Following its successful grand opening in late January, NSA STAGES is now Frederick's largest black box theater. The NSA Board of Directors is currently focused on final equipment deliveries and installation, which are the final touches needed to make NSA STAGES a tempting palette for performing artists near and far. The NSA Board has also started an aggressive search for an Executive Director to focus on the task of growing and directing this new venue.

“We’re excited by the opportunities ahead and eager to help foster the growth of the performing arts in Frederick,” says Jonathan Warner, NSA board member.

From Camino to "Stranger in a Strange Land"

Joanne McCoy- In August of 2017, I left home to walk the Camino de Santiago. Although I am a veteran traveler, I had never attempted a solo trip. Still, at the age of 62, with little to no hiking experience, I decided to act on a dream that had been manifesting itself to me since I was a little child: I would walk the Way of Saint James.

The Way of Saint James is an ancient pilgrimage trail also known as the Camino de Santiago. Five hundred miles long and thousands of years old, it begins at the base of the highest peaks of the Pyrenes Mountains in southwest France and ends at the Cathedral de Santiago where the bones of St. James the Elder, one of Jesus Christ’s apostles, are said to rest. Since the early 9th century, millions of pilgrims have walked the Camino de Santiago seeking grace, peace, strength and forgiveness.

Last year, I made my own Way. With no companions, speaking neither French nor Basque nor anything but “school Spanish,” I set off from the medieval village of Saint Jean. I carried only 15 pounds of gear on my back, a set of hiking poles, and a special document from the Vatican allowing me to stay at the pilgrim hostels and eat at the pilgrim tables along the Way.

Before the sun had set on Day One, I had met a remarkable group of people from all over the world. We didn’t stay together over the entire journey, but our paths were to cross frequently over the next 40 days. We shared everything—water, food, music, clothing, advice, laughter and encouragement. With our eyes on Santiago, we were all the same. Some of us made it. Some of us didn’t. A few walked every step. Others stuck out their thumbs and hitched a few miles or jumped in the back of a pony and cart, or took a bus or train when exhausted or injured. We listened to our hearts and we didn’t judge. It was as if we were one body, all just walking each other home to Santiago.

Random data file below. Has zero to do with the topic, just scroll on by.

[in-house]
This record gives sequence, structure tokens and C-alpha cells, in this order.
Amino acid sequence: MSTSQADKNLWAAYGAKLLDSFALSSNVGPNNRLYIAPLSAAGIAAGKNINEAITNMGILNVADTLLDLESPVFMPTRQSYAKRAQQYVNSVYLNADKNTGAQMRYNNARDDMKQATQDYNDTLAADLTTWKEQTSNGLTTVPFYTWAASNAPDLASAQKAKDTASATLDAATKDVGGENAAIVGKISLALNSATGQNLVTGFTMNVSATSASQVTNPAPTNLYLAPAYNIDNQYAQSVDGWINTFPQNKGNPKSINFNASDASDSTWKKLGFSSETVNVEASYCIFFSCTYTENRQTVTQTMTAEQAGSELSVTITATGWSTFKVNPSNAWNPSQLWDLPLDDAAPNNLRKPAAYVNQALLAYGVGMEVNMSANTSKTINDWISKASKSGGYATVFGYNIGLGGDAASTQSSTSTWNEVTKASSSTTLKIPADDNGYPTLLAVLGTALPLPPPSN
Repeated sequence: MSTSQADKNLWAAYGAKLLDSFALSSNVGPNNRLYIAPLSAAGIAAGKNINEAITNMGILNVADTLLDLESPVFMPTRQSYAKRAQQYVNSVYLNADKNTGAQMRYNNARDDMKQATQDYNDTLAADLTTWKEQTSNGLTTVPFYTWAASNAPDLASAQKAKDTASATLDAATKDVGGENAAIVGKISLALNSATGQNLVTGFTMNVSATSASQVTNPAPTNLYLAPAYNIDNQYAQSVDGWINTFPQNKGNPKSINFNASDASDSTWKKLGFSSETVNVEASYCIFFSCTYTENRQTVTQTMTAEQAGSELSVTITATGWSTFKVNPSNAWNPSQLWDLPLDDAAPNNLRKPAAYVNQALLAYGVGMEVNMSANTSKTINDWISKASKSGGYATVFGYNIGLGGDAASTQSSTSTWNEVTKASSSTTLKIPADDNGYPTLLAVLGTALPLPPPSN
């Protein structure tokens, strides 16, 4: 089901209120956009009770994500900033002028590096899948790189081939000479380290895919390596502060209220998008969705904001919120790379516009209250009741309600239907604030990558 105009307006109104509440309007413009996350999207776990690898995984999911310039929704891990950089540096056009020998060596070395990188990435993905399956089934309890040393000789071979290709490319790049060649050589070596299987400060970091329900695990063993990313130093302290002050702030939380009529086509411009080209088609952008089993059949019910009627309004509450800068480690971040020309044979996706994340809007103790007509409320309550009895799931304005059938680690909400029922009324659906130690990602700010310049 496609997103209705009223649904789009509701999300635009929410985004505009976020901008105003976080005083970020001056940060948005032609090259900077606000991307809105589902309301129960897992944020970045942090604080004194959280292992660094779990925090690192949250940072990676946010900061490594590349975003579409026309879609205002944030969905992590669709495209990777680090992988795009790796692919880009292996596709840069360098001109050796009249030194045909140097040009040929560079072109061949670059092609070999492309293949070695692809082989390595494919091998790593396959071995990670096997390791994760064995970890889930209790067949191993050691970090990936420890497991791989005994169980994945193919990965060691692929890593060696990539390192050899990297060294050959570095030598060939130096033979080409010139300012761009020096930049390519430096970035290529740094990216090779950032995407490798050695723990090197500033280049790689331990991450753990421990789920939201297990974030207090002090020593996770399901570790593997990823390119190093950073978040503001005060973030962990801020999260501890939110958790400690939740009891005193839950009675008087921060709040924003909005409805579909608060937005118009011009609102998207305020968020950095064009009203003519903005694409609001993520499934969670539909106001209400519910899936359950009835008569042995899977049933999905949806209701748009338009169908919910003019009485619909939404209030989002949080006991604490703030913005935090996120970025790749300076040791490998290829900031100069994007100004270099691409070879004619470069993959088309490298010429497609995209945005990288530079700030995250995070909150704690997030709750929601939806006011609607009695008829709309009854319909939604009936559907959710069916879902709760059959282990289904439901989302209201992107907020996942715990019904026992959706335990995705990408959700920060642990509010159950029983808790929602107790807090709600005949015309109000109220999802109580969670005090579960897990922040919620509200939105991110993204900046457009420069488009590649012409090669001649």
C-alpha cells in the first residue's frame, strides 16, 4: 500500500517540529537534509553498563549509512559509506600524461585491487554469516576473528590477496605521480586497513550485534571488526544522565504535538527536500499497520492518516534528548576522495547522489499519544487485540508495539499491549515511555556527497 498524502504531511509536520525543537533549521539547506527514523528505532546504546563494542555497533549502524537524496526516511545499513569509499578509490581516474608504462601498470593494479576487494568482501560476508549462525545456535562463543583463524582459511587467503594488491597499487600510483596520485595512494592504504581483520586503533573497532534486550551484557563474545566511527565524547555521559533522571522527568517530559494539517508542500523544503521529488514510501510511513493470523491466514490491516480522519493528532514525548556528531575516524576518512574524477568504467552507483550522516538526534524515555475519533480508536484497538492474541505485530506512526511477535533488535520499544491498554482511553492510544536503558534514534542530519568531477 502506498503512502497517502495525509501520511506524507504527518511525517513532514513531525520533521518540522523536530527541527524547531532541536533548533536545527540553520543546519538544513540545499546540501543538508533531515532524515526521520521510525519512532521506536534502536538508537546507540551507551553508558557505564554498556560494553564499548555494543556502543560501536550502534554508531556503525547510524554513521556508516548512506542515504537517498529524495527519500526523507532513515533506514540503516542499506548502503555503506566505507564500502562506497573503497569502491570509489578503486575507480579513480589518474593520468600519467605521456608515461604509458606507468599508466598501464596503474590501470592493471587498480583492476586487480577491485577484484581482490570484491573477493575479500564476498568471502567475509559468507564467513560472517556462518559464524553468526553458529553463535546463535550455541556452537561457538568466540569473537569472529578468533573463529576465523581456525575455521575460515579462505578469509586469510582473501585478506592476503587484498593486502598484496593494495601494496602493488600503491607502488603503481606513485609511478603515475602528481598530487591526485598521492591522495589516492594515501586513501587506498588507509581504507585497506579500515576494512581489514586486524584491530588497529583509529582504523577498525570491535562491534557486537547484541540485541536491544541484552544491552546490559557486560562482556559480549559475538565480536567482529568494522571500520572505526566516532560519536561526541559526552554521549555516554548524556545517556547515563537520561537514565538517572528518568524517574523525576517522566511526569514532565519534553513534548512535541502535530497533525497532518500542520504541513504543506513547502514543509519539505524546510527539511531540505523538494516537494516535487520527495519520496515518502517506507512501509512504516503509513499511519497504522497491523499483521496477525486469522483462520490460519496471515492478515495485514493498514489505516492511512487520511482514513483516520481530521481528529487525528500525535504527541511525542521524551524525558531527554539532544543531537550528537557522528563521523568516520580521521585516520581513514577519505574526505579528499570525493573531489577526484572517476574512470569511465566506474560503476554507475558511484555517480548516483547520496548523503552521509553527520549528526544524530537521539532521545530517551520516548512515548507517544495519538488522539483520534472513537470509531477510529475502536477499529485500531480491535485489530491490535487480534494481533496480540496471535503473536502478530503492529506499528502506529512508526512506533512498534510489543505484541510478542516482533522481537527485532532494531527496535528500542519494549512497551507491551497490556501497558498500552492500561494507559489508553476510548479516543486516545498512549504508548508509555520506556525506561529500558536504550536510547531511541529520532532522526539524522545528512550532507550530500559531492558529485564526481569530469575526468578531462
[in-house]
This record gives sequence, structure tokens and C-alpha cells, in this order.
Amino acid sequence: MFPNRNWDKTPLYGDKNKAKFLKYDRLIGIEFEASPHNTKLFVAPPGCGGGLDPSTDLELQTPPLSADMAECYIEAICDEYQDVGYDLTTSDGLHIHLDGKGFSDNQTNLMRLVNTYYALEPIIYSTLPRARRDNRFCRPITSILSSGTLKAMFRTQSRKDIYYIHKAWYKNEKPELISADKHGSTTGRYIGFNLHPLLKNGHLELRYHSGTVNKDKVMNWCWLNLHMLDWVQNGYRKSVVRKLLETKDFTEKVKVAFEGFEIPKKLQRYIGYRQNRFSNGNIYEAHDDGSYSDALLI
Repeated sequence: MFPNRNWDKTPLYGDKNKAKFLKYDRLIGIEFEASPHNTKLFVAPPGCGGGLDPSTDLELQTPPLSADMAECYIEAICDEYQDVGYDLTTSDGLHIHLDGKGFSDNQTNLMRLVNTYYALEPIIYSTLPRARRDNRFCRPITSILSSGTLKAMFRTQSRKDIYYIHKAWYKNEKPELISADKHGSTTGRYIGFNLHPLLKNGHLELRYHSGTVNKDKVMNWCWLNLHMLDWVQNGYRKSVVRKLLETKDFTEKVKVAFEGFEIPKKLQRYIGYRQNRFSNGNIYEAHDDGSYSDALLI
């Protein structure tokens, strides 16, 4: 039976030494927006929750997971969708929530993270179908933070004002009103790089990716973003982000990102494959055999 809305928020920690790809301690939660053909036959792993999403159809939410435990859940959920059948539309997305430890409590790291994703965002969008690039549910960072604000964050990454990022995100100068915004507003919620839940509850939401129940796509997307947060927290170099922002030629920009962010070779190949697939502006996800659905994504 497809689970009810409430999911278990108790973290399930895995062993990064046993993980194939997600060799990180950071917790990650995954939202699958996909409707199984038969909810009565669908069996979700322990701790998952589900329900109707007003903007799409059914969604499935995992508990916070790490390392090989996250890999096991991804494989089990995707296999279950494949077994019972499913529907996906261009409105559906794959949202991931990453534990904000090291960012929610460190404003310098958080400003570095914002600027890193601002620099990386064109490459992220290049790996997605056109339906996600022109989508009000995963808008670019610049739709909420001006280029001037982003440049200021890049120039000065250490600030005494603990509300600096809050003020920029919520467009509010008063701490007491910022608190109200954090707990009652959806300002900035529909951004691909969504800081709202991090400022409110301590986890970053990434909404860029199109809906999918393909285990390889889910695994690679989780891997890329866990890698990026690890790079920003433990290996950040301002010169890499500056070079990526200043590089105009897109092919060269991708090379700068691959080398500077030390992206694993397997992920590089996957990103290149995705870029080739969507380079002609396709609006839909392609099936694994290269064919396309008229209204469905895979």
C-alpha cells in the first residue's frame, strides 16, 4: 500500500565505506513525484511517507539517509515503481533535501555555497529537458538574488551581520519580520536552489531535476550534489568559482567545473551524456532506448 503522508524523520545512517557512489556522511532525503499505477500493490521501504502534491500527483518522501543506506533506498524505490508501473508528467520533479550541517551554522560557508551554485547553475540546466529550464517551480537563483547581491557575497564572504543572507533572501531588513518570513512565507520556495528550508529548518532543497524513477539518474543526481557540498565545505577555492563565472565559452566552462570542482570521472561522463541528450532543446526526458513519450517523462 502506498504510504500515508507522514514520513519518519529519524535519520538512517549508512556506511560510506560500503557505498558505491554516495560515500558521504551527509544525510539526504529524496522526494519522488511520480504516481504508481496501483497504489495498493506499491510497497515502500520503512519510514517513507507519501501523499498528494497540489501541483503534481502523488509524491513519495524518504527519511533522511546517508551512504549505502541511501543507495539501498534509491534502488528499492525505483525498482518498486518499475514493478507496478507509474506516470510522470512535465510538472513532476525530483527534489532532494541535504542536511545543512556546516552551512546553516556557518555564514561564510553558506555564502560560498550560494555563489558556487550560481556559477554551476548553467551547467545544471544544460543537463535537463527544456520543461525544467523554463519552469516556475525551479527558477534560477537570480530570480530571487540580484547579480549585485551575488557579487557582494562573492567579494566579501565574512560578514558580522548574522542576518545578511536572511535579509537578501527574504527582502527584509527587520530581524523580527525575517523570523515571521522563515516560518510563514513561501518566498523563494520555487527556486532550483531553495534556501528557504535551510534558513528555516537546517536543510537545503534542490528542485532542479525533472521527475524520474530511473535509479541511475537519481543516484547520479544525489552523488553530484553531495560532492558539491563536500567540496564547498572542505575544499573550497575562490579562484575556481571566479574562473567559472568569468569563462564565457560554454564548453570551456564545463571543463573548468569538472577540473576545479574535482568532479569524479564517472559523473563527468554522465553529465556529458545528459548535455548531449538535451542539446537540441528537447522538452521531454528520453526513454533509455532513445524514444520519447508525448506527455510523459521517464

It was one of the most transformative experiences of my life. I’ve been looking for ways to revisit parts of it, emotionally if not physically, for the past year….

Yesterday was Day One of Rehearsals for the ensemble cast of "Stranger in a Strange Land," the community story play that will be part of New Spire Arts Stages' Grand Opening Weekend performances on January 19, 20 & 21.

Thirteen performers and I came together as strangers at 2:00 P.M. By 8:30, we had connected with one another in a way I’ve rarely experienced before. With encouragement from the multi-talented Celeste Miller, and after hours of experiments in dance, music and storytelling, our group of 14 had not only become friends with a deeper-than-casual knowledge of one another, we had also formed the basis for a true ensemble cast.

It was kind of magic, really.

I came to the group with my Camino experience to share. I've never felt more like a stranger in a stranger land than I did on my pilgrimage. But thanks to God's grace shown to me by my fellow pilgrims, and the kind and generous hospitalateros (inn-keepers) along the way, I lost my sense of "otherness" and felt welcomed into the rolling, ever-changing community that is the Camino de Santiago.

As we prepared to leave the theater last night, I realized that I had just experienced another "stranger in a strange land" experience. Nearly everyone else in the ensemble is an experienced actor or gifted dancer, all well-acquainted with Dramaworld-- that "strange land" of grease paint, spotlights and improvisation-- that I've never stuck my big toe into before yesterday. A stranger in a strange land indeed!

It's clear to me now that this foray into performance is the next step for me in learning to do things that scare me....that take me out of my comfort zone, that make me STRETCH, without needing to be *perfect* at it.

Just like the Camino did.

This time, my fellow cast members are my fellow pilgrims. Most/all are more experienced than I (just like on Camino)-- but we are all sharing this road, encouraging one another-- bringing each other out of that sense of "otherness" into the joyful together that is community.

It feels good to be back on the road again.

I'm thinking of all of you, fellow pilgrims and Camino angels, with love and gratitude this morning.


To keep up with Joanne's journey, check out her Facebook page The Last Pilgrim

Teacher Spotlight: Christine Mosere